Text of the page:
A Look at the Gulf Coast Dodgers

As the Dodgers entry in the Gulf Coast League becomes the last of its farm teams to see action, one thing seems certain- however far they move, it will be to a Latin beat, be it salsa, meringue or whatever. Of the 33 players currently listed on the roster, 21 come from Spanish-speaking lands. There are 10 Americans and one of those was actually born in Havana and came here as a child of refugees.

These Dodgers are managed for the third season by Luis Salazar, himself a native of Venezuela and fluent in the two languages necessary to communicate with his players. He's aided by pitching coach George Culver in his fourth year with this team and batting coaches Mac Singleton, who was with Ogden last year, and Ramon Ortiz, formerly in the Tampa Bay organization.

A lot of their players are not only new to organized ball but new to this country. Thirteen played in the Dominican Summer League in 2004, 10 have no pro experience at all including seven taken in the recent amateur draft and one draft-and-follow from 2004.

The pitching staff will be on relatively short counts in the beginning which will give Culver a chance to work with all. It includes Howar Zuleta, a righthander who both started and releived for this team last year with a 1-3, 2.14 record and seven saves. Kalen Gearheart, who pitched effectively in relief (3-0, 1.89) then, will probably do so again. Pedro Lorenzo, who pitched both here (0-1, 6.84 and in the Dominican (2-6, 5.30) and Miguel Ramirez (1-5, 5.44) are the only other vets on the staff. All are righthanders.

Arismendy Castillo, a Dominican righthander who sat out last year with an injury, threw so well in the extended spring camp that he drew the opening day assignment. Chales Dasni is another Dominican coming back from an arm operation while Juan Flores, a Mexican lefthander who was 6-0, 2.63, Gary Paris-Sosa (0-3, 7.05), Ramon Peredes (1-3, 2.21), Eduardo Quintana (2-3, 2.52) and Miguel Sanfler (2-0, 2.31) are others over from the DSL. Of those only Quintana throws from the right side.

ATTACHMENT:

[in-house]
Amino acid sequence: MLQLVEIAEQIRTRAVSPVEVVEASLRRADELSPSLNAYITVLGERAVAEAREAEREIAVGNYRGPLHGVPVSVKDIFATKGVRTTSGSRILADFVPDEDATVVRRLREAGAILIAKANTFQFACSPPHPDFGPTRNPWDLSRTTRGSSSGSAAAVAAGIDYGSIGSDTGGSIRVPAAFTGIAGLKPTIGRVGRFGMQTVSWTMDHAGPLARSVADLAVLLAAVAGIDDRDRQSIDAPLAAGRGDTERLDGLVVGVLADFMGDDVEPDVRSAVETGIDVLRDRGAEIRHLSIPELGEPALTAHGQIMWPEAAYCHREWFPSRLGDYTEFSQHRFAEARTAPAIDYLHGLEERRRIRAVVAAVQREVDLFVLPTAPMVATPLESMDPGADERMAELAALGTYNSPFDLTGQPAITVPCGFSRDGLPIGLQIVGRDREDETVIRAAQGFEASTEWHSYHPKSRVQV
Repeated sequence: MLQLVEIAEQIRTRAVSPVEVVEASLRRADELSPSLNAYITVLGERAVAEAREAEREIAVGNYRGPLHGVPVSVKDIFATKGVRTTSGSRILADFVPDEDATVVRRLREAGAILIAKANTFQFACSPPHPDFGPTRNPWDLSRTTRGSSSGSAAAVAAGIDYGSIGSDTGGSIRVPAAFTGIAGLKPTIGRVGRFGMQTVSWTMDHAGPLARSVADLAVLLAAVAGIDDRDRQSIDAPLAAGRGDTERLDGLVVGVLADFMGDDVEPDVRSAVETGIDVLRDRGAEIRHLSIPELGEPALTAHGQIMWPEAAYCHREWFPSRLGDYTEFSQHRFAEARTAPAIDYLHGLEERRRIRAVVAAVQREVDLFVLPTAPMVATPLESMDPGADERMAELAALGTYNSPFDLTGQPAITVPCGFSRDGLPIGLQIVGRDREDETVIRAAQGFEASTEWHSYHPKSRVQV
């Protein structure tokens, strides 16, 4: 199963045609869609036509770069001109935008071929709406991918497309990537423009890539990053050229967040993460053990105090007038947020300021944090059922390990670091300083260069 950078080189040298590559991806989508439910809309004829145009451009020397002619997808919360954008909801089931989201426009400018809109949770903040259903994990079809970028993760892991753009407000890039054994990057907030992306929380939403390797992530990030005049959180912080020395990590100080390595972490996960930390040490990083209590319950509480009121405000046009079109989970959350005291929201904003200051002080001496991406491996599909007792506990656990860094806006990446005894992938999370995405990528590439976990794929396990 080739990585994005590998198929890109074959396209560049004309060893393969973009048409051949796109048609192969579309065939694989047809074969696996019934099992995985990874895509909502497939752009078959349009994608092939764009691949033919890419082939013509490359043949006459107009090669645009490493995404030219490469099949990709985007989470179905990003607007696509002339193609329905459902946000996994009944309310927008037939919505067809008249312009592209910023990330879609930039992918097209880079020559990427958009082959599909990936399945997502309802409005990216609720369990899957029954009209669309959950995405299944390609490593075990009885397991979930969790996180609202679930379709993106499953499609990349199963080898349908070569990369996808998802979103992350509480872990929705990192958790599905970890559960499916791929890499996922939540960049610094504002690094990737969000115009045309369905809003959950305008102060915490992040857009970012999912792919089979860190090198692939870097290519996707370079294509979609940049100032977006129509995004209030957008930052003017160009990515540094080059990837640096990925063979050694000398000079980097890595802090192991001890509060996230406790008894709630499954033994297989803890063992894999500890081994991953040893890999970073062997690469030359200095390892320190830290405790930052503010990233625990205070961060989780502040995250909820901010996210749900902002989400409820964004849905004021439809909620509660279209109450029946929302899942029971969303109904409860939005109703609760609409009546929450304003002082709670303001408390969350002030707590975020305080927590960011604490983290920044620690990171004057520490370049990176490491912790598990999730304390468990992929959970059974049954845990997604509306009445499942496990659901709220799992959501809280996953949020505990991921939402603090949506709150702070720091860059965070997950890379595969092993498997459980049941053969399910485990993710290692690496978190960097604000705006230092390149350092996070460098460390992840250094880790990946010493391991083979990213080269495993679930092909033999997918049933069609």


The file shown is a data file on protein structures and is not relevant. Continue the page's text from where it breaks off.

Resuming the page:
Kelvin Dominguez is a Dominican lefthanded rookie while added from the draft are righthanders Chris Hobdy, a 6-4, 210-pound righthander from Lubbock, Tex. (seventh round), Steve Johnson, a righthander from Brooklandvile, Md., whose dad Dave pitched in the big leagues and who was chosen in the 13th round but who had to be paid a lot more than slot money to lure him away from a Boston College scholarship, and Puerto Rican lefthander Wilfredo Diaz (15th round).

The Dominican Summer Leaguers in the infield are first baseman Jose Nunez (.267-6-28) who has power possibilities, second baseman Adolfo Gonzalez (.325-1-36), and third baseman Eduardo Perez (.383-6-37). With Perez, the very promising Dominican rookie Carlos Santana and draftee Josh Bell (fourth round) , a switch-hitter with promising power from Lantana, Fla., the team has a solid surplus at third. It also has two rookie shortstops of note, second-rounder Ivan DeJesus, Jr. and Dominican Yossandy Garcia.

Matt Paul, the older brother of Vero Beach outfielder Xavier who split last season between this team and Columbus and free agent signee Parker Brooks from Georgetown University are other infielders.

Steve Sapp, who's in his third year with this team with a .255-0-6 record last year and Jesus Mora (.277-3-15 ) return in the outfield bolstered by Eloy Gutierrez, a fleet Mexican (.384-3-18) and the unpolished but powerful Amaury Guzman (.197-1-16) from the DSL and the exceedingly swift Tayvon Robinson, a product of the RBI (Reviving Baseball in the Inter City) program in Los Angeles, a 10th round draftee, and the very athletic Jeremy Brown, a draft-and -follow from Pratt, Kan. Junior College.

The catching will be handled by an international grouping of Carlos Medero, the Cuban-born Miami resident who hit only .196-1-9 in his debut here last year but who was much improved this spring, and rookies Mitch Ayres from Australia and Kenley Jansen from Curacao, the Dutch-owned island in the Caribbean.

As usual in the cost-cutting league which plays on training base practice fields where admission is free, each team plays only in its division during the season. That puts the Dodgers in the East again, this time against the Mets (managed by Hall-of Famer Gary Carter), Marlins, and now the Nationals.

Crowds at the games usually number about five or six. That gives those who do wander by a chance to get to know the players. In case you do, the ability to speak Spanish will be a definite plus.